They're going to affirm (barring serious intervention from the long-suffering holy spirit) that marriage must be between one man and one woman. But they're also going to consider and doubtless affirm the scientifically validated claim that people of homosexual orientation should not be subjected to therapy hoping to change that orientation. Those two things may seem not to be related or troublesome, but they really are. Watch.

Remember before we start that this is a church that is very rigorous about logical and theological consistency. They work hard to be sure that moral theology doesn't contain mutually exclusive requirements, for example. And actually they're quite good at this.

First up, sexual ethics. This is surely an area where the bishops get to provide moral leadership. In a way-too-simple formulation, those ethics suggest that sex is holy when it's in a marriage, functions in a unitive way for the couple, and is open to children. The sexual act is not going to result in children in a homosexual union, which is why (oooh, this is getting almost too simplified) the church has seen fit to deny sacramental marriage to gays. Internally it makes sense. (Although I'm entirely open to and willing to participate in the enterprise of standing outside, looking in, and going -For God's sake, THAT's ridiculous.)

But hang on. Social justice teaching rests on the claim that there is inherent dignity in everything that lives, humans in particular. Assuming they affirm the statement that there need be no misguided "therapy" for gay people, that will be because this is a fundamental aspect of their nature rather than a mere inclination, which could be subject to change. If that's true, if homosexuality is part of some people's very nature, then it falls under the human dignity rules.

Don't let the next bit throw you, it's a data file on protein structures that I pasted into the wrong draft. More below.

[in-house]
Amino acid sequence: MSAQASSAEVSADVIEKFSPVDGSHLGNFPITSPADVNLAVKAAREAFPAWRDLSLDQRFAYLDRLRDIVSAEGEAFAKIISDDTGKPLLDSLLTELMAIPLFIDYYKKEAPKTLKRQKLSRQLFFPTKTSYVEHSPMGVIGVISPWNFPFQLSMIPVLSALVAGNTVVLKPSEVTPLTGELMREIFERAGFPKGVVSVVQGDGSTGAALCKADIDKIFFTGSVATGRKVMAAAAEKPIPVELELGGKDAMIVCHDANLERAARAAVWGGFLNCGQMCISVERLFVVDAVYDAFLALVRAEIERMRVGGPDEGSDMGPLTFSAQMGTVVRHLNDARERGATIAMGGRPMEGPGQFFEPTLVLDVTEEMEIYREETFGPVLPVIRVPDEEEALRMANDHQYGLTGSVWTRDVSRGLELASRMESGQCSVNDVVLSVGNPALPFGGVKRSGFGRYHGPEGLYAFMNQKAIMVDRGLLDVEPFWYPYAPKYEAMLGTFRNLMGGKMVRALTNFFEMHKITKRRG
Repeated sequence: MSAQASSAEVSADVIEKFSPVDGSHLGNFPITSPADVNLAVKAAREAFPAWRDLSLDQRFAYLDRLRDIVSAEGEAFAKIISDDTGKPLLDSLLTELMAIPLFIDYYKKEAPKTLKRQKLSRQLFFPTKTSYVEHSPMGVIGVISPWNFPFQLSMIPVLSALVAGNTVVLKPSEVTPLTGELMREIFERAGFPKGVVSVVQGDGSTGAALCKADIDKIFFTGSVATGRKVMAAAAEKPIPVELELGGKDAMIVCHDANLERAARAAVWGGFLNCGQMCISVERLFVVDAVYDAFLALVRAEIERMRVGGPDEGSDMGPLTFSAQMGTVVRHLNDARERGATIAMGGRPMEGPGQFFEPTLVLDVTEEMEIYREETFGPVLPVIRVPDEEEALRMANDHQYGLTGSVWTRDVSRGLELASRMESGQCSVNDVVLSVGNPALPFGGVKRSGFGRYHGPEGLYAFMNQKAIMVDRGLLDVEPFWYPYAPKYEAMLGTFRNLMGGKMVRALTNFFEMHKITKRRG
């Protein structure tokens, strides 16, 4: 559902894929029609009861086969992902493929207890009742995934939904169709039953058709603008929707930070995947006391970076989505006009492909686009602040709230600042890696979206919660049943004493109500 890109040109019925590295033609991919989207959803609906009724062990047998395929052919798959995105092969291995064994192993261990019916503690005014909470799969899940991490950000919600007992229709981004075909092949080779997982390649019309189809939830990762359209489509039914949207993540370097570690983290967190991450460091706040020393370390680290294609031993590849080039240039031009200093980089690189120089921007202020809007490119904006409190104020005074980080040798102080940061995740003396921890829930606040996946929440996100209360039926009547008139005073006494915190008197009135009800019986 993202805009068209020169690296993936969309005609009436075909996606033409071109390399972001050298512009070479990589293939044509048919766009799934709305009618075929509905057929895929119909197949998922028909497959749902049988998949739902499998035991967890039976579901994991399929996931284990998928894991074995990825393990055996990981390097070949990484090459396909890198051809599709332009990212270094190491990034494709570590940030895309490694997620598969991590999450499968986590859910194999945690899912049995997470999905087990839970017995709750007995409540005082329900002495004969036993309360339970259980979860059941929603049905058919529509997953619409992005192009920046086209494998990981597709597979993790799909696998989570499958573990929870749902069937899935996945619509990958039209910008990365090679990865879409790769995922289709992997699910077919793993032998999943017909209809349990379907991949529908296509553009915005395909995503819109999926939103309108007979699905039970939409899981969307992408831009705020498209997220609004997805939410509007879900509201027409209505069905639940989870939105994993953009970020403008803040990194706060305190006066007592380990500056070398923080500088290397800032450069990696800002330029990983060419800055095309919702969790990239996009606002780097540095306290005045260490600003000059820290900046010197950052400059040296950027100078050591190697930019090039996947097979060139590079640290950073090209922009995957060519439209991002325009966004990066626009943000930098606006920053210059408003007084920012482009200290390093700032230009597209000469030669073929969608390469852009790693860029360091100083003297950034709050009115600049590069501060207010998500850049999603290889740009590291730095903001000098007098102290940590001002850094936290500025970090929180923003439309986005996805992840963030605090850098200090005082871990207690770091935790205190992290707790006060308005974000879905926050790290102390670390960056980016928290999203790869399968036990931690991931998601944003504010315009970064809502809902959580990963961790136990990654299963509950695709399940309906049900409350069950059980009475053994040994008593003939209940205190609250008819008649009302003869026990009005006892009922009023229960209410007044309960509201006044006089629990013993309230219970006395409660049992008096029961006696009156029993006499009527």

I don't see how they can have it both ways. They're walking into a logical trap (which I guess they assume we won't see, because after all we're not very smart.) where the sexual ethics conflict with the social justice teachings.

And all of this begs the question as to why they're thinking about it at all. Re-craft the theology of the priesthood, and then get back to me about what I'm supposed to be doing in my bedroom. Until and unless they do that, and ensure that the people chosen for that newly envisioned priesthood are psychologically healthy, what they're in fact teaching us is just to ignore them. We've got that pretty well practiced with the ban on artificial contraception, which is widely ignored in this country, and we'll just move right along to the next thing. Is that really a precedent they want to set?

Sunday, November 12, 2006

Technology and Reading

If I don't clean my house and do some laundry, the dust bunnies are going to take up arms against me and I'll have to wear my pajamas to work tomorrow. So, naturally, what I've actually done is go to the library and curl up on the couch and read. This is arguably the perfect Sunday afternoon activity, especially when there are plenty of other things to be done.

But now I'm musing about talking about books with other people. I do not not NOT have the energy to organize (or attend, for that matter) an in-real-life book discussion group. They're lovely and important, but I just can't commit to that right now. So.... what can technology offer me? There must be on-line book discussion groups where I can drop in, leave oh-so-pithy comments about some book or another (sarcasm there, in case you missed it) and have a conversation of sorts on a schedule that works for me.

I peeked at the Barnes and Noble book groups, but the interface just stinks. What else is out there, oh wise ones? And do on-line book groups have the cozy feeling of real-live groups? It would be a serious blow to my soul if books and the yumminess of the Sunday afternoon read-a-thon gave way to sleeker technology.

...must get back to Emma and her antics. I think I hear the dust bunnies arming themselves.

edited due to egregious grammar error -particularly inelegant in a post about reading :(

Saturday, November 11, 2006